How And When To Prune Clematis

Clematis is a perennial plant from the buttercup family (Ranunculaceae) with more than 200 species and 2,500 cultivars. Often referred to as the queen of climbers, these vines love to wrap around trellises and arbors, slither up walls, and even mingle with other neighboring plants. While beloved for their trailing habit that can reach up to 12 feet long, landscapers are also drawn in by their star-shaped flowers that bloom in various shades of whites, pinks, and purples.

Clematis is native to Asia and North America, making it reasonably easy to grow in the U.S. Plants prefer to be placed in full sunlight and are commonly planted in early spring. It may take a few seasons for this perennial to fully mature, but once it does, you'll be able to look forward to watching hundreds of buds bloom each year. While clematis is stunning in every area of the garden, it is important to remember that it's considered an invasive species. If you're not careful, it will overrun and kill other plants, including trees. For this reason, clematis must be pruned, not only for its own health but also for the health of others. It's an easy process that requires little effort and is all about timing.

When to prune clematis

Pruning your clematis will encourage new growth in a plant that reaches extreme lengths and prevent dead and frail stems from overrunning its vines. In many cases, not pruning will deteriorate flowering. To understand when you should be completing your yearly trimming, you must first know which type of clematis you are handling. It should've come with a label at the time of purchase, but you can also identify your plant's type by paying attention to the time of year its flowers typically bloom.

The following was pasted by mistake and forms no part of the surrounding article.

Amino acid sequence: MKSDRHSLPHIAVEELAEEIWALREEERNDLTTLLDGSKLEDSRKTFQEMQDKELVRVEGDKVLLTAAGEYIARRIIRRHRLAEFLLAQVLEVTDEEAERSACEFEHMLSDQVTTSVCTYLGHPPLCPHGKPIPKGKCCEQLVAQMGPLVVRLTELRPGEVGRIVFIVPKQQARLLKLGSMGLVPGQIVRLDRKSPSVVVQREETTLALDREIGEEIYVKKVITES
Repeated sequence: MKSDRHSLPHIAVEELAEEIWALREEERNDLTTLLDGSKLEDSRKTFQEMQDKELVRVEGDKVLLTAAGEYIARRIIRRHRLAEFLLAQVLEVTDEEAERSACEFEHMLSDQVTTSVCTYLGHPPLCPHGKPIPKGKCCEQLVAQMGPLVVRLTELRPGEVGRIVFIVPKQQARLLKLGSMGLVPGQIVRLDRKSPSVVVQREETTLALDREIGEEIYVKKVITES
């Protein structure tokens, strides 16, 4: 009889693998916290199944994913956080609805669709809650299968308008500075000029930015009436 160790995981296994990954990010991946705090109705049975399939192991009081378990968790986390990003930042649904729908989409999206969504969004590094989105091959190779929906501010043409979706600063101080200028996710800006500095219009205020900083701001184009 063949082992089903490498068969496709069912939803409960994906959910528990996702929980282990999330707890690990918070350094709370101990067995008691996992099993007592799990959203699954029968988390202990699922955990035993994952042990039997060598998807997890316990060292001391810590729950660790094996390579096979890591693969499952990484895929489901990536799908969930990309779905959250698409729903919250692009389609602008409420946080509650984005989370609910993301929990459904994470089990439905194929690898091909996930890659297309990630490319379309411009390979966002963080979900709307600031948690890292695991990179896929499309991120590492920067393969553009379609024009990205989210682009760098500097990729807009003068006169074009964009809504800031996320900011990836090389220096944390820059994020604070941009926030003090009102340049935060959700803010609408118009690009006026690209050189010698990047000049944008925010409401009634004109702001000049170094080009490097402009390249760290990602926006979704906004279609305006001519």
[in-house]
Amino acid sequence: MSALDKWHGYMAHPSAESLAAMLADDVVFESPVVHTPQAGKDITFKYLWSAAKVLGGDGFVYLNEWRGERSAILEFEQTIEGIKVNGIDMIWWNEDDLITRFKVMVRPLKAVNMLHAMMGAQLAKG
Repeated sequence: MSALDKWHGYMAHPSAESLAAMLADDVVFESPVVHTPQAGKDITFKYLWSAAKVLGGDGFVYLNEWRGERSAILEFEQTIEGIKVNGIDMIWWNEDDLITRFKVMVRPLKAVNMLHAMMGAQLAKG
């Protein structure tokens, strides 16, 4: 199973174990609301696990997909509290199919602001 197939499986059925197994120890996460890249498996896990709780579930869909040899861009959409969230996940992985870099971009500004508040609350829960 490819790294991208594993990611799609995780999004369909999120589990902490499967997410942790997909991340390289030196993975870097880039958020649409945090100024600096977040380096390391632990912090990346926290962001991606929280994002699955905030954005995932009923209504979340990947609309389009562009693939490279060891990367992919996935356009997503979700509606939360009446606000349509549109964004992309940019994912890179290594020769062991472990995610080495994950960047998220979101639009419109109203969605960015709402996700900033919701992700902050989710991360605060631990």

If blooming occurs in winter or spring, you won't have to prune very often, if ever. With enough space, early bloomers do just fine without the extra care, yet it's usually necessary if you want to contain them in one area. Common cultivars that bloom in winter and spring include Montana Sunrise, Freda, and Warwickshire Rose. Flowering that happens in early and late summer should be trimmed back in late winter or early spring before they bloom, however, late February is ideal. In many cases, cutting them once more after they're done for the season, usually in September, will also be beneficial. Some names of those that peak in early summer are Josephine, Star of India, and Andromeda. Late summer bloomers include Ernest Markham, Taiga, and Purpurea Plena Elegans.

How to prune clematis

While the timing of pruning your clematis will vary based on when it blooms, the process will be very similar across the board. Before the new growth for the season starts to fill in, you'll want to remove any dead and brittle stemming. If your clematis blooms in February, you can skip step one until after blooming has finished. For early and late summer flowering, you'll again wait to do any excessive trimming until after the plant has peaked. This will ensure that you do not accidentally remove any buds before the next season.

After your flowers have opened up, cut back your winter/spring and early summer clematis to the new bud or fresh pair of leaves onĀ each lower vine. This will encourage growth in the lower portions of your plant. For the upper half, trim 12 inches above the bud. With a late summer clematis, this process is a little different in that you'll make a straight cut from the stem to 30 inches above the ground or just above the bud. It is always a bit intimidating to take a pair of shears to our plant babies, but following these steps will make for a healthier growing season.